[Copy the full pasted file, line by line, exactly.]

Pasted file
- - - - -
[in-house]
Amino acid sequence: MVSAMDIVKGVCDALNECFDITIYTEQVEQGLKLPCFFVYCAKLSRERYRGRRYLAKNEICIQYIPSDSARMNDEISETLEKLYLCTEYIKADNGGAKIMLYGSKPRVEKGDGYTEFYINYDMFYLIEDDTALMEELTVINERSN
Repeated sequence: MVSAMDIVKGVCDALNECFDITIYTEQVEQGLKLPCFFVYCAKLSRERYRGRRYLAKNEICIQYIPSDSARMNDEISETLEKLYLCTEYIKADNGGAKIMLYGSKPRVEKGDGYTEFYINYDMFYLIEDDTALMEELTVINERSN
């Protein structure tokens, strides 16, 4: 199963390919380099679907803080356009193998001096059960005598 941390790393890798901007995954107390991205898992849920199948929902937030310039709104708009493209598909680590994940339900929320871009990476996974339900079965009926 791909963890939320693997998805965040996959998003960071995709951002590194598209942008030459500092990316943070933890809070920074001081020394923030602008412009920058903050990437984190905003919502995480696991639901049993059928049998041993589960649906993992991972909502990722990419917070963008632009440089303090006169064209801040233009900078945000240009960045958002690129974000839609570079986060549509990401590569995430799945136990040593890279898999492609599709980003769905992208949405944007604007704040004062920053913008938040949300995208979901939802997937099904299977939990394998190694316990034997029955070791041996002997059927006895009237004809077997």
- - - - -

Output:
[in-house]
Amino acid sequence: MVSAMDIVKGVCDALNECFDITIYTEQVEQGLKLPCFFVYCAKLSRERYRGRRYLAKNEICIQYIPSDSARMNDEISETLEKLYLCTEYIKADNGGAKIMLYGSKPRVEKGDGYTEFYINYDMFYLIEDDTALMEELTVINERSN
Repeated sequence: MVSAMDIVKGVCDALNECFDITIYTEQVEQGLKLPCFFVYCAKLSRERYRGRRYLAKNEICIQYIPSDSARMNDEISETLEKLYLCTEYIKADNGGAKIMLYGSKPRVEKGDGYTEFYINYDMFYLIEDDTALMEELTVINERSN
């Protein structure tokens, strides 16, 4: 199963390919380099679907803080356009193998001096059960005598 941390790393890798901007995954107390991205898992849920199948929902937030310039709104708009493209598909680590994940339900929320871009990476996974339900079965009926 791909963890939320693997998805965040996959998003960071995709951002590194598209942008030459500092990316943070933890809070920074001081020394923030602008412009920058903050990437984190905003919502995480696991639901049993059928049998041993589960649906993992991972909502990722990419917070963008632009440089303090006169064209801040233009900078945000240009960045958002690129974000839609570079986060549509990401590569995430799945136990040593890279898999492609599709980003769905992208949405944007604007704040004062920053913008938040949300995208979901939802997937099904299977939990394998190694316990034997029955070791041996002997059927006895009237004809077997």